Status Anxiety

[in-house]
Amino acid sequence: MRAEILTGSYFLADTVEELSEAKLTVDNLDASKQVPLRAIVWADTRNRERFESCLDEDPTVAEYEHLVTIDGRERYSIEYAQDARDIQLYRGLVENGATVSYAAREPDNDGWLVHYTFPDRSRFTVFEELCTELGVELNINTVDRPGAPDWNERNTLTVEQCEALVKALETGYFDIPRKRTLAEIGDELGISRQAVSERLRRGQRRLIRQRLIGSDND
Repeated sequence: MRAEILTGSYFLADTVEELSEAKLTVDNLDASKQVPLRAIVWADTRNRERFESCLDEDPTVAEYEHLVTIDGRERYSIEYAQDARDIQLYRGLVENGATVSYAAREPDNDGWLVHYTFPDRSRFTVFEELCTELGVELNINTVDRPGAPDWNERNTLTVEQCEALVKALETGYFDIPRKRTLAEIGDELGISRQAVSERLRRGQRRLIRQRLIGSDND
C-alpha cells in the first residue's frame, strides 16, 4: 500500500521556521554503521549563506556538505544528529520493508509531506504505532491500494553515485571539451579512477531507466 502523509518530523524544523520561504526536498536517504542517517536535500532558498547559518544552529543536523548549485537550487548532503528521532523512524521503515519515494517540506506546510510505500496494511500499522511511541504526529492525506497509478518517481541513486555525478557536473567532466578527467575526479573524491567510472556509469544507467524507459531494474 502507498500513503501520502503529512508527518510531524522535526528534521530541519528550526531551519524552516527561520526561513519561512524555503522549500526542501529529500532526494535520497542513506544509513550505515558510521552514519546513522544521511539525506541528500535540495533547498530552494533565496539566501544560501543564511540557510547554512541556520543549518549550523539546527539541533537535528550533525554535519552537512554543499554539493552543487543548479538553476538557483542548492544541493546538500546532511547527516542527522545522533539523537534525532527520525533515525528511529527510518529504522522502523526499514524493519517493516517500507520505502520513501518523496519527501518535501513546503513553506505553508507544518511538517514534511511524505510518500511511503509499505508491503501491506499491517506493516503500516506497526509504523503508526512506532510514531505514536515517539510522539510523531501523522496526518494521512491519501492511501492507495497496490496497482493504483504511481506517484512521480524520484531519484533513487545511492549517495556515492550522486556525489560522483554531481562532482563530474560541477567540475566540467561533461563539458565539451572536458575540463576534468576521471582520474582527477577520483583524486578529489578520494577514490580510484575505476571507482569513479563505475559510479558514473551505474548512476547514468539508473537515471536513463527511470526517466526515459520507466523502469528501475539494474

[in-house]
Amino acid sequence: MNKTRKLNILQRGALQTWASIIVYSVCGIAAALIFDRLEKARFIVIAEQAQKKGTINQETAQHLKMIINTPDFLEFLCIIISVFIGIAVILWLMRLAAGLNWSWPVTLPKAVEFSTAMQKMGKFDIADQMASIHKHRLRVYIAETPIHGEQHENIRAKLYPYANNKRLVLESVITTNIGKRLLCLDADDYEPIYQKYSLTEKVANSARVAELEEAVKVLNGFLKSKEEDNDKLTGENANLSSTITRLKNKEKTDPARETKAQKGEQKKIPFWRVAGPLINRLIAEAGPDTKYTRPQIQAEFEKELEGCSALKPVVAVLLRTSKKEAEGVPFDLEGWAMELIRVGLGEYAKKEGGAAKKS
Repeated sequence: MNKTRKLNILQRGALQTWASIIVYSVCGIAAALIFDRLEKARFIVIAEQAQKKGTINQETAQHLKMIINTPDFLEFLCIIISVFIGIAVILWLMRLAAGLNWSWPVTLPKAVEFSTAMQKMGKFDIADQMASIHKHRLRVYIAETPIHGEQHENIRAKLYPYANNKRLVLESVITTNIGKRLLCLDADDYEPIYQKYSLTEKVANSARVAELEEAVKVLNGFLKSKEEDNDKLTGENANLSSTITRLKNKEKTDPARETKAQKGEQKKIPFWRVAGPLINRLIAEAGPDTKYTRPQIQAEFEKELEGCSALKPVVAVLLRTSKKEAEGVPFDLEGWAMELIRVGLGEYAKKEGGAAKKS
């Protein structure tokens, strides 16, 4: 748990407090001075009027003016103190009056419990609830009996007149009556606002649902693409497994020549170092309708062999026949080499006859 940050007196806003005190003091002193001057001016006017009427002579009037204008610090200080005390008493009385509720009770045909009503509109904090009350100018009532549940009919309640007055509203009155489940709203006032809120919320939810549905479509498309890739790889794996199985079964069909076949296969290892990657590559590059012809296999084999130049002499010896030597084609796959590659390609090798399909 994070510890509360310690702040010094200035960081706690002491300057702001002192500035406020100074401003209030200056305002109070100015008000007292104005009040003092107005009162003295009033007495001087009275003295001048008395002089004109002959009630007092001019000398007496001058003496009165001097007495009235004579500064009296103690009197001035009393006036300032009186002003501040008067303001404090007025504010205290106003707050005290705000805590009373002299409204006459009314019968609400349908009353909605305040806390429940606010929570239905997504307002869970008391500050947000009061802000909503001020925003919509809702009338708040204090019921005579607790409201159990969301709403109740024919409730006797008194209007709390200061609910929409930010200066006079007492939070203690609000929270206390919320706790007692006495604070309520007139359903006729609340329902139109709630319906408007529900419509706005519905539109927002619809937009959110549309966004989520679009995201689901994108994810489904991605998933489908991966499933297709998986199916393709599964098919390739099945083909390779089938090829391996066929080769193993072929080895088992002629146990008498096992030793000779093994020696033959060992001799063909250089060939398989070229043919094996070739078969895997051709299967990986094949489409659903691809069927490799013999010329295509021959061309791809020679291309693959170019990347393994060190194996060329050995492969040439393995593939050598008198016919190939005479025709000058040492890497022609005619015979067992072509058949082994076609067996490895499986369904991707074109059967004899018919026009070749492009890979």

Each time I see the peacock proudly displaying his tail to attract the attention of a peahen, I smile in recognition how we humans are often little better. The queue of young men and women standing outside a night club, the train of punters going to the Flemington racetrack for the Spring Racing Carnival or the person with the flash sports car driving down Lygon St, Carlton, are the expression by some to project their status in order to feel important (and probably noticed). Unsurprisingly, it occurs in all social gatherings, including the church. Jesus touched on this issue when he warned his disciples not to be overawed by the Pharisees and teachers of the law who projected their status to impress others and claimed the best seats in the synagogues (Mk 12:38-40; Lk 11:43). James bluntly warns his readers not to get sucked in by the crowd in fine clothes as it leads to discrimination (Jas 2:1-7). Some have expressed their status in the church by claiming to have a superior heritage, especially a religious one. Their superiority is supposed to give them more authority over everyone else. This occurred in the Philippian church where Jewish believers flaunted their status (Phil 3:1-14). What’s worse, they insisted that Greek Christians had to be circumcised to be a ‘true Christian’. Paul calls them ‘dogs and mutilators of the flesh’ (3:2). Paul responds to their claims by recounting his status, Jewish heritage and superior training – and declares them all ‘garbage’ (3:8). The loss of these as a believer in Christ – is now his gain. Knowing Christ, and the righteousness of Christ by faith, has given him a true status and riches which his Jewish heritage never gave him.

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